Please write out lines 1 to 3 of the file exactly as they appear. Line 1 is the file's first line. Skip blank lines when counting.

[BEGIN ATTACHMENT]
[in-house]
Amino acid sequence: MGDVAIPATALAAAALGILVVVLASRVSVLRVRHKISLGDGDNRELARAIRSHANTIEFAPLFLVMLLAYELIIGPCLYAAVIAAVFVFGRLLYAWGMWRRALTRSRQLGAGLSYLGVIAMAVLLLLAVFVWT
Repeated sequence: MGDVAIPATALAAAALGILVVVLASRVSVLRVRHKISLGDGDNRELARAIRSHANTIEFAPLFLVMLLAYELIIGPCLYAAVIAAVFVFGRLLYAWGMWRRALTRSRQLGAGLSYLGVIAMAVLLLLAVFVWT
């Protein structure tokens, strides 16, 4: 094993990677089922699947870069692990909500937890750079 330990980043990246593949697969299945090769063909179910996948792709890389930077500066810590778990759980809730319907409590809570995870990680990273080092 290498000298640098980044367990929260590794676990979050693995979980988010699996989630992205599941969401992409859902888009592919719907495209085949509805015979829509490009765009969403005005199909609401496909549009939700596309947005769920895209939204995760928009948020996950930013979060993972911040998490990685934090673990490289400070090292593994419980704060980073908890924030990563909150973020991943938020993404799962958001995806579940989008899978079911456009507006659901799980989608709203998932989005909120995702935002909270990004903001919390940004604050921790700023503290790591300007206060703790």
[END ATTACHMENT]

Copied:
[in-house]
Amino acid sequence: MGDVAIPATALAAAALGILVVVLASRVSVLRVRHKISLGDGDNRELARAIRSHANTIEFAPLFLVMLLAYELIIGPCLYAAVIAAVFVFGRLLYAWGMWRRALTRSRQLGAGLSYLGVIAMAVLLLLAVFVWT
Repeated sequence: MGDVAIPATALAAAALGILVVVLASRVSVLRVRHKISLGDGDNRELARAIRSHANTIEFAPLFLVMLLAYELIIGPCLYAAVIAAVFVFGRLLYAWGMWRRALTRSRQLGAGLSYLGVIAMAVLLLLAVFVWT